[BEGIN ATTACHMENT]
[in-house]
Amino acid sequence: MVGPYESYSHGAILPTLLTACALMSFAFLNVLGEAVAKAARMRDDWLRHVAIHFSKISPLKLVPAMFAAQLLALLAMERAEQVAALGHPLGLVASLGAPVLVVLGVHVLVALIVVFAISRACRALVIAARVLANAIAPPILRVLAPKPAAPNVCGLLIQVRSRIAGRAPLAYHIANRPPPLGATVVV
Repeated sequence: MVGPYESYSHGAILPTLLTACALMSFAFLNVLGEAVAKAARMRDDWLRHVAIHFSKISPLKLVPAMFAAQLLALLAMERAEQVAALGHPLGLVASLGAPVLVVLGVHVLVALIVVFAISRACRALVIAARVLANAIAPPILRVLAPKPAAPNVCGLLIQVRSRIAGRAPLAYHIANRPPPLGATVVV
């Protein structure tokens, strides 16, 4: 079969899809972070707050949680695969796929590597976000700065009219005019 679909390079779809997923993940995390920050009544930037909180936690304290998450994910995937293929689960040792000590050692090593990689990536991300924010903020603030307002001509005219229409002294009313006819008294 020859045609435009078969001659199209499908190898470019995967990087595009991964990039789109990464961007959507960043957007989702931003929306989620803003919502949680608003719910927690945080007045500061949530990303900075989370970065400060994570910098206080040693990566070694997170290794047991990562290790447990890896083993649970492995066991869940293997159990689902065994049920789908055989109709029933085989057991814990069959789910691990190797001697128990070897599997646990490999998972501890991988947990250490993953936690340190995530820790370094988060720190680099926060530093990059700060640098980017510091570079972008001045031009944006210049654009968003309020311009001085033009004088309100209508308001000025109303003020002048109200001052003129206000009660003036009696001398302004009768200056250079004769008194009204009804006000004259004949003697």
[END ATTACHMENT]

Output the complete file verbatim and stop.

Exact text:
[in-house]
Amino acid sequence: MVGPYESYSHGAILPTLLTACALMSFAFLNVLGEAVAKAARMRDDWLRHVAIHFSKISPLKLVPAMFAAQLLALLAMERAEQVAALGHPLGLVASLGAPVLVVLGVHVLVALIVVFAISRACRALVIAARVLANAIAPPILRVLAPKPAAPNVCGLLIQVRSRIAGRAPLAYHIANRPPPLGATVVV
Repeated sequence: MVGPYESYSHGAILPTLLTACALMSFAFLNVLGEAVAKAARMRDDWLRHVAIHFSKISPLKLVPAMFAAQLLALLAMERAEQVAALGHPLGLVASLGAPVLVVLGVHVLVALIVVFAISRACRALVIAARVLANAIAPPILRVLAPKPAAPNVCGLLIQVRSRIAGRAPLAYHIANRPPPLGATVVV
């Protein structure tokens, strides 16, 4: 079969899809972070707050949680695969796929590597976000700065009219005019 679909390079779809997923993940995390920050009544930037909180936690304290998450994910995937293929689960040792000590050692090593990689990536991300924010903020603030307002001509005219229409002294009313006819008294 020859045609435009078969001659199209499908190898470019995967990087595009991964990039789109990464961007959507960043957007989702931003929306989620803003919502949680608003719910927690945080007045500061949530990303900075989370970065400060994570910098206080040693990566070694997170290794047991990562290790447990890896083993649970492995066991869940293997159990689902065994049920789908055989109709029933085989057991814990069959789910691990190797001697128990070897599997646990490999998972501890991988947990250490993953936690340190995530820790370094988060720190680099926060530093990059700060640098980017510091570079972008001045031009944006210049654009968003309020311009001085033009004088309100209508308001000025109303003020002048109200001052003129206000009660003036009696001398302004009768200056250079004769008194009204009804006000004259004949003697």